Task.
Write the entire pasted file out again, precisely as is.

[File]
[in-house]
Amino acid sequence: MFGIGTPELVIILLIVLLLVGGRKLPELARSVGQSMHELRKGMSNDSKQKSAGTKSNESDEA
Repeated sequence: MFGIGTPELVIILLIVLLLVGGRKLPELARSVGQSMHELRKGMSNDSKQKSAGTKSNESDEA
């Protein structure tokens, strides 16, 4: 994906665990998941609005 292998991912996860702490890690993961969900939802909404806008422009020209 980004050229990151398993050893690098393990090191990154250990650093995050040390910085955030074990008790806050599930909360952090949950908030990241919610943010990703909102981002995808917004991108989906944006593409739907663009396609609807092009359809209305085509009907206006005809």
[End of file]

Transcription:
[in-house]
Amino acid sequence: MFGIGTPELVIILLIVLLLVGGRKLPELARSVGQSMHELRKGMSNDSKQKSAGTKSNESDEA
Repeated sequence: MFGIGTPELVIILLIVLLLVGGRKLPELARSVGQSMHELRKGMSNDSKQKSAGTKSNESDEA
């Protein structure tokens, strides 16, 4: 994906665990998941609005 292998991912996860702490890690993961969900939802909404806008422009020209 980004050229990151398993050893690098393990090191990154250990650093995050040390910085955030074990008790806050599930909360952090949950908030990241919610943010990703909102981002995808917004991108989906944006593409739907663009396609609807092009359809209305085509009907206006005809």